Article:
If anyone tells you otherwise, I would strongly question their credentials and motive. For years we’ve seen flash in the pan speakers pedal false philosophies portraying a vision of quickfire success by adopting a simple tactic. At times that involved people positioning social media as the great hope – but they stop short of actually telling you the pitfalls to success, allowing you all to blindly believe in the tactic and inevitably come up short of what our Freud wannabe portrayed.

More recently influencers have become the go-to short-cut tactic of choice. Sadly, not enough narrative is focused on the sheer volume of influencers who’ve profiteered from false follower numbers, achieved through the utilisation of bots. I even know of an acclaimed agency having been elected Agency of the Year despite having their adverts banned from knowingly adopting the aforementioned activities.

I’ve even worked with people over the years, household name influencers who milked revenue from beauty brands by simply creating her own range of products. There was no vested interest in the belief and trust the beauty brands tactically invested in her. And to prove this isn’t just an anti-influencer rant, if we go back far enough in time, tactical use of billboards or TV adverts would have been put forward as a new means to cut through with marketing.

What’s my point? These are all tactics. Tactics that may, or more importantly may not be right for your brand. The point of advertising, if we simplify all those lectures we’ve sat through and the guidebooks we’ve read, is to connect a brand with a relevant audience; an audience who have the potential to purchase and become brand loyal.

My greying hair evidences the time I’ve spent in industry. A large chuck of those grey-inducing years has been spent pouring over media targeting, mining insight into audience demographics and their behaviours. Critical insight that was used to determine the rationale for TV, Cinema, Radio or print media usage. It was the same critical thinking that helped deduce that sending samplers into a high-footfall area may influence on-the-day behaviours with a few hundred people, but it was never going to influence in the volume required to impact category performance.

Again, what’s my point? A myriad of tactics have the ability to influences and impact the spend behaviour of customers if they’re strategically right. Ok, so I can hear most of you saying, “no shit Sherlock!”. And yes, fair point, I am stating the obvious. So, let me ask you this: why are so many leadership teams allocating a spend on Social Media, without setting a strategy.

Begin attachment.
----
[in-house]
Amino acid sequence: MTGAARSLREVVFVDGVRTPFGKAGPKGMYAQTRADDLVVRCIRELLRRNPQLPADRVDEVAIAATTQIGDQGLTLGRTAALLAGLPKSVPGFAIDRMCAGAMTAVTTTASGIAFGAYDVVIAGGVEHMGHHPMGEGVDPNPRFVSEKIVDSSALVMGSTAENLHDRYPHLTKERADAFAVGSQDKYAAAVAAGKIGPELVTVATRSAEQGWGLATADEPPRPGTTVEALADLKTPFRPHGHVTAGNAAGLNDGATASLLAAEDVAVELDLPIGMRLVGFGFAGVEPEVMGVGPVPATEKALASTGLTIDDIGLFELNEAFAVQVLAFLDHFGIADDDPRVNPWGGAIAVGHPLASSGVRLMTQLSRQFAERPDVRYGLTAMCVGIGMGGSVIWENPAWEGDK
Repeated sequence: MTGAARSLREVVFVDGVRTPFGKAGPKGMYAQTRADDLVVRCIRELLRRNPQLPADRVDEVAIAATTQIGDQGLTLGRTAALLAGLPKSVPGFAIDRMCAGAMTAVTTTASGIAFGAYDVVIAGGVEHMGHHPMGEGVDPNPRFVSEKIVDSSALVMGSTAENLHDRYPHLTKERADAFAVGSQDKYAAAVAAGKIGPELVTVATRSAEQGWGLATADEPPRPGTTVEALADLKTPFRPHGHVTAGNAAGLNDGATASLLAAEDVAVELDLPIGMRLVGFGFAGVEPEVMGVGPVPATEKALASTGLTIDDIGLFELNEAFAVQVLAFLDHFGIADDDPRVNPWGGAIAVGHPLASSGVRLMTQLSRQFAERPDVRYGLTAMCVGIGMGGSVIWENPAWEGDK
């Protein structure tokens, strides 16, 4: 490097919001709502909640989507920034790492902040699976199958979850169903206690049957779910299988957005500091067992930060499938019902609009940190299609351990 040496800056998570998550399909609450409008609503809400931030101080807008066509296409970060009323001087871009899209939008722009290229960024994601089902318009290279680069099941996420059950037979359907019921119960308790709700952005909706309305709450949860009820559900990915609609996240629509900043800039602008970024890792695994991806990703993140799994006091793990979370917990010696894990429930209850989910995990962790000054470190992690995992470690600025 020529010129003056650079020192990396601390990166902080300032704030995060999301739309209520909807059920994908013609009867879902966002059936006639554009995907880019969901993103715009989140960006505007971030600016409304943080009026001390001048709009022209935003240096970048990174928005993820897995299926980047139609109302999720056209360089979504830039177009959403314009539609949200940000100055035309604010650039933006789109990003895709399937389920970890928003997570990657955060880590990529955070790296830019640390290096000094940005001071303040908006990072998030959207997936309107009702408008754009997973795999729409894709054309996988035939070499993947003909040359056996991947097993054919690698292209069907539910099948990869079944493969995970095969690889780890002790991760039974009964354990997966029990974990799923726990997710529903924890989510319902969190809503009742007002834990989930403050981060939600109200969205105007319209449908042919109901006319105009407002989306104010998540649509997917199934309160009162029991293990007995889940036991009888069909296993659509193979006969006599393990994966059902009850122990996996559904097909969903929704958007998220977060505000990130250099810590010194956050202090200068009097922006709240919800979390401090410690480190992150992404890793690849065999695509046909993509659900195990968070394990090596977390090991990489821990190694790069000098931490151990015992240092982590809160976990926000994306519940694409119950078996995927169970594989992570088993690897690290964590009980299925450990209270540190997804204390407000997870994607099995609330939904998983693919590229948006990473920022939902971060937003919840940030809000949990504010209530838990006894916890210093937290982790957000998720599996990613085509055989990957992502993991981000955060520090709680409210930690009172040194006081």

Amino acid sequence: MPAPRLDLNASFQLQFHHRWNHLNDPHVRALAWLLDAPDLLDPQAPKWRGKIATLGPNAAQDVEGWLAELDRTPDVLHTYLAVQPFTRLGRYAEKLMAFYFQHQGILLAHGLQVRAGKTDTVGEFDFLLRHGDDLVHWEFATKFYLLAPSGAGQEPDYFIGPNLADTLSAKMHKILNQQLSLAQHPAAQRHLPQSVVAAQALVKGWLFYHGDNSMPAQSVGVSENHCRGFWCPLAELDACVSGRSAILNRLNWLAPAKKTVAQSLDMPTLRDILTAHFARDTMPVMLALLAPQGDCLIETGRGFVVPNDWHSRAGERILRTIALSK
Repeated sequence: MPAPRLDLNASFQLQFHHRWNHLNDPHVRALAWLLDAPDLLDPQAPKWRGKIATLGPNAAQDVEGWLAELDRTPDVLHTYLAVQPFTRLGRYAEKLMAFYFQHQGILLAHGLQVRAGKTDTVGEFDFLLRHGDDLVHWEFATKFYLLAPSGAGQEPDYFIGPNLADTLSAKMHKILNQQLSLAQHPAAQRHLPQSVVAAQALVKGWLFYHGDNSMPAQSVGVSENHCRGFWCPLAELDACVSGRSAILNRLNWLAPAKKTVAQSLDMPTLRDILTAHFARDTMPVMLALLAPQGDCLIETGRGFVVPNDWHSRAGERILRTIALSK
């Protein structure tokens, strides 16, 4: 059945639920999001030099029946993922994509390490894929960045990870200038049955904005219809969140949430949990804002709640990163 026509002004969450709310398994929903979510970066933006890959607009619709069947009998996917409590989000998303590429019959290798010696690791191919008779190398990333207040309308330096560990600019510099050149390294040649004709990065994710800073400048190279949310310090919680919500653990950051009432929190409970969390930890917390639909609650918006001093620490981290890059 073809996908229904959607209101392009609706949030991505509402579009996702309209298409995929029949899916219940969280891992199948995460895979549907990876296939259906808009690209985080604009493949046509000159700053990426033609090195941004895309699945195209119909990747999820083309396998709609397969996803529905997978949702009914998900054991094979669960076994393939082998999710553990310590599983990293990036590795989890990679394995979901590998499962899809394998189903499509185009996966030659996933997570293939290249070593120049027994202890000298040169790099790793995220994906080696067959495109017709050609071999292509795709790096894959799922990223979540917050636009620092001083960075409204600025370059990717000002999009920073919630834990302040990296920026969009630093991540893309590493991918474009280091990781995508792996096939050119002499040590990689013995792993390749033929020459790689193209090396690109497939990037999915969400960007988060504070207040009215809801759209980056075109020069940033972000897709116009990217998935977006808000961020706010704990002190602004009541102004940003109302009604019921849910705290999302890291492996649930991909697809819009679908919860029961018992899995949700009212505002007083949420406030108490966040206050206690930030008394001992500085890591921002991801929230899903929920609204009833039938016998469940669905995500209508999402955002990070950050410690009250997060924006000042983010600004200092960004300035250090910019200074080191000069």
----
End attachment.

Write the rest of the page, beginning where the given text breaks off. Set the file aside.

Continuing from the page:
Take a look at any market research data – we use Global Web Index but you cast an eye on any of them and you’ll see the same outcome: Social Media indexes higher that TV. Would you ever shotgun a TV advert without exploring the strategic rationale for it, grilling key detail such as viewer demographics and psychographics, customer journeys from advert to brand, debate the ‘first-thought’ you wish to land and the actions your audiences will take? Of course, not. You wouldn’t invest without the strategy. So keep in mind the audience size of social media, the volume of differing demographics and psychographics harboured throughout the worlds of Facebook et al, consider the differing content performances and goals across all of the channels and ask yourself this: do we really know what channels we should be focusing on, or did we just guestimate outcomes some years ago and stick with it?  Do we know the advert formats best suited to the audience we want to influence? Do we understand the flaws to single Ad use versus the significant and comprehensive success of ‘nudge nurture’ deployment?

Look, I’m not trying to bamboozle you or make you feel daft. We only know what we know, and if we’ve not had our eyes opened to the above it’s easy to carry on down the same path. I had to learn this at a point in time. The key point to this blog is that something has not changed despite all of the digital evolution we’ve observed in the last thirty odd years: it all starts and hinges on strategy. Selecting a tactic or channel, prior to determining the strategic what, where, when and why – and repeating that by media channel, is the pre-requisite to sustained marketing success.

The only short-cut to marketing success is through taking the long strategic road to incremental and sustained success. The short-cut will only bring you back to the same point in time.

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